You may want to leave your pin number to your debt card somewhere inside the will for the Executor to access. Just the 4 numbers written without an explanation as to what the numbers pertain to is all you should do. You and the Executor already know why is is there. You can use all the money left in the checking accounts and saving accounts to help you pay all costs relating to the deceased. You should be keeping an account of all debts, money spent and balance of all money left. Check the credit cards and stop all automatic withdrawal payments that may be still activated. You should also get control of their cell phone. If it is willed to a relative, it should only be given to them once the phone plan has been stopped. Remember, the amount for the cellphone bill may be withdrawn automatically. Stop all cellphone payments.
Once you get the money under control it will be a bit easier to move forward. Having a list to go by might help. I have made up a list and although it may not cover every avenue, it should give you a starting place.
Executor Duties List - A Place To Start
The first thing you may need to do after arrangements have been made to get the body prepared is to prepare the Obituary. Obituary write ups usually will cost you per word. The Executor in charge of the will and is usually the one who has the responsibility of writing it, as well as paying for it.
There are some basic duties that an executor is required to perform. But, the full extent of an executor's duties depends entirely on the nature of the estate being probated. The duties of an executor officially begin with the application for probate of the estate. The Executor files a copy of the will with the Probate Court. As Executor, you will need to obtain copies of the Death Certificate to be seen or sent to those creditors that ask for one.
One of the primary duties of an executor or trustee is to protect the deceased assets from loss. The first step in doing that is to create an inventory of all of the deceased assets.That includes money, personal property, and real estate. The next step is creating a list of financial or legal liabilities and valid creditors. All valid creditors must be notified and then paid before the remaining estate can be distributed to heirs. Taxes must also be paid, if applicable.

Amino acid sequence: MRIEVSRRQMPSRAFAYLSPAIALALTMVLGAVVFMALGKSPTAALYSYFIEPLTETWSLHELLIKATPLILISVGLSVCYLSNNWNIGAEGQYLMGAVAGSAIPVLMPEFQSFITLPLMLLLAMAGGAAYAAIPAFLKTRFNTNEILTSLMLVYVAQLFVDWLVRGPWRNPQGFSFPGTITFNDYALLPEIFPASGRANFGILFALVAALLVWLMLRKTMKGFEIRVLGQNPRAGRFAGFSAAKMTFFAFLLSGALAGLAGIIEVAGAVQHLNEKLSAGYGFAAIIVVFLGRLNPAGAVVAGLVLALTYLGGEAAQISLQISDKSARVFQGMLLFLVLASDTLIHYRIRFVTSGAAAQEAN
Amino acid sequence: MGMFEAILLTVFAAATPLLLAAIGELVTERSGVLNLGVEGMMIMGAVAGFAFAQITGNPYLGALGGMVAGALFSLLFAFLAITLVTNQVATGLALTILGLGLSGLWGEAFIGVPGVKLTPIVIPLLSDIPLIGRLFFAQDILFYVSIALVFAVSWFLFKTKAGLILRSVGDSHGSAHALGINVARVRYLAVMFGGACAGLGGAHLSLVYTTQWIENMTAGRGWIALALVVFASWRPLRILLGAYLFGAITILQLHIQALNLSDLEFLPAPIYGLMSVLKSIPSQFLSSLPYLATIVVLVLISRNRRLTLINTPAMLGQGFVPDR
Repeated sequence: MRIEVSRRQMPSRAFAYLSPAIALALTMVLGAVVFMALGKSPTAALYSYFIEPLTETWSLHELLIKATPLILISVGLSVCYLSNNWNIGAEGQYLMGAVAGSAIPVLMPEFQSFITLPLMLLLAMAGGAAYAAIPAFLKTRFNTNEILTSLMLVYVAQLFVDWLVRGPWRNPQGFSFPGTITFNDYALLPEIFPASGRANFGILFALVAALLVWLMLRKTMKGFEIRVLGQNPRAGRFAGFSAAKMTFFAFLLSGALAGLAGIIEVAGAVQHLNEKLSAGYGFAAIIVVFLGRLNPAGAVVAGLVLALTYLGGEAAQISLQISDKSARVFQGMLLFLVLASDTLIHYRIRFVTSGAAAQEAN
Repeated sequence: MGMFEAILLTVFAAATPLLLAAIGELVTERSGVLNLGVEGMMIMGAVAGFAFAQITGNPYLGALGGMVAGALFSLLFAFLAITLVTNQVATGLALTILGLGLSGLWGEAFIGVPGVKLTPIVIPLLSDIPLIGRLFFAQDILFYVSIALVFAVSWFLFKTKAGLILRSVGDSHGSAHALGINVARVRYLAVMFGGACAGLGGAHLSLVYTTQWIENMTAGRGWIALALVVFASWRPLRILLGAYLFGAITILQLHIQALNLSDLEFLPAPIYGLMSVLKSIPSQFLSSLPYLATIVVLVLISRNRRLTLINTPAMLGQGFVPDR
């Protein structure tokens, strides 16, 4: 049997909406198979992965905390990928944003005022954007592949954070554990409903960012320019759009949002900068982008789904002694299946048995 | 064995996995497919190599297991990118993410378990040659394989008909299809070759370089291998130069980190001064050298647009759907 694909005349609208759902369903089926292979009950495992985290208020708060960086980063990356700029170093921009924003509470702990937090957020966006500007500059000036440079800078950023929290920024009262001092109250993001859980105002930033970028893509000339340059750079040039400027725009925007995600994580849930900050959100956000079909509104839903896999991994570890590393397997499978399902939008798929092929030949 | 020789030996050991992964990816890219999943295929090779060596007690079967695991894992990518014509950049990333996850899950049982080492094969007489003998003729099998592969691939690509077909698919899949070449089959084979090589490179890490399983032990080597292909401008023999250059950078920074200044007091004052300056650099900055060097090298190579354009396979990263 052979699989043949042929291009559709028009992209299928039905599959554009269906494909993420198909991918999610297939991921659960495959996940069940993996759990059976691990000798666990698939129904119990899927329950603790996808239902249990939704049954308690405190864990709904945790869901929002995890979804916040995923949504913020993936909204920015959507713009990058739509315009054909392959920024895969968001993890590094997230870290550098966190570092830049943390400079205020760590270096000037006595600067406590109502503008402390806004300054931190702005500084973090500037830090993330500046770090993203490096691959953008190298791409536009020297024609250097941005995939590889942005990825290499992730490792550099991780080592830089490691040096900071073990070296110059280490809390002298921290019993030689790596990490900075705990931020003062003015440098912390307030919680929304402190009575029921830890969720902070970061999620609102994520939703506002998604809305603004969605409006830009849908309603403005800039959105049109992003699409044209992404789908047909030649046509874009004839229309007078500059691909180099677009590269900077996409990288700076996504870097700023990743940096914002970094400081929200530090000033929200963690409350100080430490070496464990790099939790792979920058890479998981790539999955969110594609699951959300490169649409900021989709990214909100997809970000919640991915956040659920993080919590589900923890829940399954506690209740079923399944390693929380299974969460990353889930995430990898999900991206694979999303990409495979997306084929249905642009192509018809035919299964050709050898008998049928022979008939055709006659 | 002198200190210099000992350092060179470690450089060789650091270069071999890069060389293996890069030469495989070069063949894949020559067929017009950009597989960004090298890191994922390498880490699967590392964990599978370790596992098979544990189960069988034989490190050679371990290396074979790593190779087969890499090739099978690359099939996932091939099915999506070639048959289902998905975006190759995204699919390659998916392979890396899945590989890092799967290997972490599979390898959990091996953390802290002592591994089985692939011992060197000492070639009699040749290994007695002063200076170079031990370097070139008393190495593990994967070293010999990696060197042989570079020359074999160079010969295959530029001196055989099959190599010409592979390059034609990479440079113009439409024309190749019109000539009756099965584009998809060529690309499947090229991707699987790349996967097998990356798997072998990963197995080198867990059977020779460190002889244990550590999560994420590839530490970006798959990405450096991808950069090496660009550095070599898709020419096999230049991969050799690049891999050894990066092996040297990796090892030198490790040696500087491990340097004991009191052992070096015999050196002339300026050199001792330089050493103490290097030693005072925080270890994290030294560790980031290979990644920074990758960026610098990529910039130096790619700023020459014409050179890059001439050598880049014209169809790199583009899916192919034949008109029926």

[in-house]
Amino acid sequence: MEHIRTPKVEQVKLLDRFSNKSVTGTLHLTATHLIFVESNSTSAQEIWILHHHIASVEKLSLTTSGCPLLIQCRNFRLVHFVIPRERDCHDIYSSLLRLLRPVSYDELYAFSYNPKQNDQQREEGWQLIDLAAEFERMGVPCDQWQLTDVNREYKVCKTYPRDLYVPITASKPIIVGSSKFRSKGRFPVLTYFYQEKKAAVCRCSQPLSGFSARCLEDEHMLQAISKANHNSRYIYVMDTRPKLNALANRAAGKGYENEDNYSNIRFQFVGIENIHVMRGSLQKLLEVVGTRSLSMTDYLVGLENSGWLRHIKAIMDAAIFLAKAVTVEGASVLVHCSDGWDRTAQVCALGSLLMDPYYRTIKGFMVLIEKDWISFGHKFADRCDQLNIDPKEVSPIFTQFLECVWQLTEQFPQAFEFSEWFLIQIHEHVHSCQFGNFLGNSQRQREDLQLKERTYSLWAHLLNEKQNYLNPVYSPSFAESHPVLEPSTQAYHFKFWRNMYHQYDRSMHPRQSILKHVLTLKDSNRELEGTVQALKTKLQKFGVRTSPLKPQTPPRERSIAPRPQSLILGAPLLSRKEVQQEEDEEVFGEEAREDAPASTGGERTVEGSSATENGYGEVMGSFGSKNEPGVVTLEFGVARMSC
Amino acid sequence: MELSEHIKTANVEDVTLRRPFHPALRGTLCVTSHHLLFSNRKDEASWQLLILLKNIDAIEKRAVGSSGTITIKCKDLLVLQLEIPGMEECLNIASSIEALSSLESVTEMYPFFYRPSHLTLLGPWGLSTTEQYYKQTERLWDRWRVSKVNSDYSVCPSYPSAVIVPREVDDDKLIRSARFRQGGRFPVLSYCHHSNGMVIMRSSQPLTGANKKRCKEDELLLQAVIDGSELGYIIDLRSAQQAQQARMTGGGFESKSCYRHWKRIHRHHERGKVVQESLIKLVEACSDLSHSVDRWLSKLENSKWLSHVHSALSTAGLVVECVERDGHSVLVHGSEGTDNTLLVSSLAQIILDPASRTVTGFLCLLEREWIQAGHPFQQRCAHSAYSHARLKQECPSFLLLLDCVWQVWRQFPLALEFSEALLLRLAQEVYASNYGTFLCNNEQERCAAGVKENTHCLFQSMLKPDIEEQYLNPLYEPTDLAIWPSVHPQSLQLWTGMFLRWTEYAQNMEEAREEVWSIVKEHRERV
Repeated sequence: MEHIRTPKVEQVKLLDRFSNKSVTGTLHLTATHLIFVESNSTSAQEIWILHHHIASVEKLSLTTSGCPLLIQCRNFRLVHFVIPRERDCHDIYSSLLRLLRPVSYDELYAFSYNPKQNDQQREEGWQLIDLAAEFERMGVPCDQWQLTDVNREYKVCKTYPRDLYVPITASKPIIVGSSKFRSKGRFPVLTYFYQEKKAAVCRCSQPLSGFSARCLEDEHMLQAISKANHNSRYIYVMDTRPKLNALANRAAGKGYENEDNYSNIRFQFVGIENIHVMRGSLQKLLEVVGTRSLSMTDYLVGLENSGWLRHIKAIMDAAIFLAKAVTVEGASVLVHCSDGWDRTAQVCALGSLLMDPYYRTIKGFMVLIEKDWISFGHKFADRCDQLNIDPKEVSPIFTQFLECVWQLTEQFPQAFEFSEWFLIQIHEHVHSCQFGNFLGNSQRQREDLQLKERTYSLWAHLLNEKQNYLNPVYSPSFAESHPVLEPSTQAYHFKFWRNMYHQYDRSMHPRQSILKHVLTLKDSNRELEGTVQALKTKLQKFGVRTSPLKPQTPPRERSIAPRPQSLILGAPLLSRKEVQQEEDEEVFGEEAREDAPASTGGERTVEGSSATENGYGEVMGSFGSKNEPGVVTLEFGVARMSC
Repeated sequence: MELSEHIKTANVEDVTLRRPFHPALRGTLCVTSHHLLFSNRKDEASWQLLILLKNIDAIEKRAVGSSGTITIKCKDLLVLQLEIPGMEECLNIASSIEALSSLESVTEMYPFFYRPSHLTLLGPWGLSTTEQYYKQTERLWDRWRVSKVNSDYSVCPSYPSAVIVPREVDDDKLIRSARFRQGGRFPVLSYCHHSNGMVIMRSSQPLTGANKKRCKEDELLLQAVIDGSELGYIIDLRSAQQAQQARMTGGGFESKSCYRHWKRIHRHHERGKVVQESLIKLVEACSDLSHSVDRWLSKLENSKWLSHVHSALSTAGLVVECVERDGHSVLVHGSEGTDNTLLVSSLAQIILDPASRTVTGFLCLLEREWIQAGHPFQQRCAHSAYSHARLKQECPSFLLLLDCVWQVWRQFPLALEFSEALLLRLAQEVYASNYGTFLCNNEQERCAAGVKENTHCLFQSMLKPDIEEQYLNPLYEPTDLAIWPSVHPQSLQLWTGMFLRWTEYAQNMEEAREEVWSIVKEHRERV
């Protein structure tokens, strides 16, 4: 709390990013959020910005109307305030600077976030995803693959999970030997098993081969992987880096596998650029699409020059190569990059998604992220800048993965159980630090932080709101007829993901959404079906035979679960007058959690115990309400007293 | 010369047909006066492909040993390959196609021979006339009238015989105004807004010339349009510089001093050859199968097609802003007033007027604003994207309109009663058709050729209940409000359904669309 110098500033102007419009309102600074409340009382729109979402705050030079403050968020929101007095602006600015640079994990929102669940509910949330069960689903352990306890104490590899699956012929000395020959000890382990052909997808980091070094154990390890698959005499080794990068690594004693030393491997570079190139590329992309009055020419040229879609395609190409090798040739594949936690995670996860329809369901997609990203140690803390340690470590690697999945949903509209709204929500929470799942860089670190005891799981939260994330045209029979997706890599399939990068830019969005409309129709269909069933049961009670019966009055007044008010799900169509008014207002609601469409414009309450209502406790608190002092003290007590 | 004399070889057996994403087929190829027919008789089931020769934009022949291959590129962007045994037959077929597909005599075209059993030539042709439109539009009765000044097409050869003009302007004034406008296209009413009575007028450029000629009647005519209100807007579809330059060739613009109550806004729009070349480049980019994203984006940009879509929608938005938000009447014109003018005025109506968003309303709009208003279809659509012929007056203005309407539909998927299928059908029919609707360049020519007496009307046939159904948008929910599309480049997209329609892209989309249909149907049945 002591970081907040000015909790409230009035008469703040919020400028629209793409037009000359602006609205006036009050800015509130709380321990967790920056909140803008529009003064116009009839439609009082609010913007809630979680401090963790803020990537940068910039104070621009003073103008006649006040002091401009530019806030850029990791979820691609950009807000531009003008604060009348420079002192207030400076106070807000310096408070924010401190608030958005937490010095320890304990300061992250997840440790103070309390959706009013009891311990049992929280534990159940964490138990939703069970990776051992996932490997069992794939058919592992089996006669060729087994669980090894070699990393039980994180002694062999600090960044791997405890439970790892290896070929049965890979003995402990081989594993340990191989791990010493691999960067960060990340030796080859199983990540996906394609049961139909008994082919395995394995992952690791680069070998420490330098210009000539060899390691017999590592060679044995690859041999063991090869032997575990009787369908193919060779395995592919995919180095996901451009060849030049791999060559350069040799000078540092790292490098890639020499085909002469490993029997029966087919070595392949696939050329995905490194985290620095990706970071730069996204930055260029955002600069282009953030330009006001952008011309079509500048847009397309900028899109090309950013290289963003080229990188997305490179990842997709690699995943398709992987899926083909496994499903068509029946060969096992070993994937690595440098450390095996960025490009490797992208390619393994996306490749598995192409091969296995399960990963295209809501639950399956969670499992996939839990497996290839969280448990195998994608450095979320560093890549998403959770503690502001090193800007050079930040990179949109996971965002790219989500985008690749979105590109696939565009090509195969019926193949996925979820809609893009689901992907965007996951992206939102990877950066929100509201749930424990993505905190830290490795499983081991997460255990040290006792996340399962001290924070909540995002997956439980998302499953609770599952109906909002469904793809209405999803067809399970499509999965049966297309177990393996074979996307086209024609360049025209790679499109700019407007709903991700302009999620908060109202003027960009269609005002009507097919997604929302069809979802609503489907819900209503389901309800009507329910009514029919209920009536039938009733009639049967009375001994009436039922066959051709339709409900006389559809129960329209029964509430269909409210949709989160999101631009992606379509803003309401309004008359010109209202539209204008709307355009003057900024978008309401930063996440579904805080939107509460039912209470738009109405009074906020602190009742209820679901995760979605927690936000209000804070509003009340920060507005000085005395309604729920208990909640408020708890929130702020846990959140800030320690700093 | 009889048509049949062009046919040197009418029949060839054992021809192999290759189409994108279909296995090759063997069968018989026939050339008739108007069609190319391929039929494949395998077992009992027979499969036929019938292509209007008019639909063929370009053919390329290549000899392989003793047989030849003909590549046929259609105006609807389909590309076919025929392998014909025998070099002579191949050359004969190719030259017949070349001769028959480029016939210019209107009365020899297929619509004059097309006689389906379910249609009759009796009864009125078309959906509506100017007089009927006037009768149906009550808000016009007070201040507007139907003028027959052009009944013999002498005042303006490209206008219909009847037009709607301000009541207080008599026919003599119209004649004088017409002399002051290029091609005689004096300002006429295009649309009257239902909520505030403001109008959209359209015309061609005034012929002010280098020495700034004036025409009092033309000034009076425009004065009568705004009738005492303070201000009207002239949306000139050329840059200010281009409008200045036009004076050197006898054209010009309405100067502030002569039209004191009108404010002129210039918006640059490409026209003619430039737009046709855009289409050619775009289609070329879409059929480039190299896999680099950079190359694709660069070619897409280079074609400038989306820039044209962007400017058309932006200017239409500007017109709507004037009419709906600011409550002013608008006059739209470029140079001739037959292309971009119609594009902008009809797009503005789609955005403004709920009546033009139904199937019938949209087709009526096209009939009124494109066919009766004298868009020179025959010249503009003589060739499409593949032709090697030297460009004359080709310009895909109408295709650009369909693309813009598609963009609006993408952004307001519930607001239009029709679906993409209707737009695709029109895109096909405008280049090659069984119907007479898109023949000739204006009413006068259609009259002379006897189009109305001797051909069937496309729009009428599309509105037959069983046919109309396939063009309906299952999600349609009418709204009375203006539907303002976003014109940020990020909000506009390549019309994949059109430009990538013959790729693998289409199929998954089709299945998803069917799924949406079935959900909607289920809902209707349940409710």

The Final Steps In Administering An Estate
In the case of a probate proceeding, all steps are done under the supervision and with the approval of the judge in charge of the probate. You cannot act on your own. After the creditors and taxes have been paid, the remaining assets can then be distributed to heirs and beneficiaries. In some cases, it may be necessary to sell property or create trusts, if required by the provisions of the will or some other estate planning documents. It is important to remember that the executor will be expected to provide a final accounting of every transaction related to the estate. Therefore, it is crucial that you keep accurate records of those transactions as you go. Once the accounting is filed and approved by the court, the estate can be closed.he final
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My Final Thought...
"Their are many differences between an Executor
and a Beneficiary. The Executor is in charge
of all aspects of the will. A beneficiary
receives money or other benefits from a benefactor.
For example, the beneficiary of a life insurance
policy is the person who receives the payment
of the amount of insurance after the death
of the insured. Being a Beneficiary to a
life insurance policy or other forms of Benificery
benefits, means you get your Benificery money
when you show a death certificate. The Beneficiary
of a Will waits until the Executor is ready
to divide the property or monies left, to
the relatives in the will. REMEMBER: You
should review life insurance polices at work
or any other "benefits" you have
a Beneficiary on, to ensure you have who
you want as the Beneficiary to your money.
If you been working for years and signed
it over to your ex wife years ago and never
changed it...she gets it!"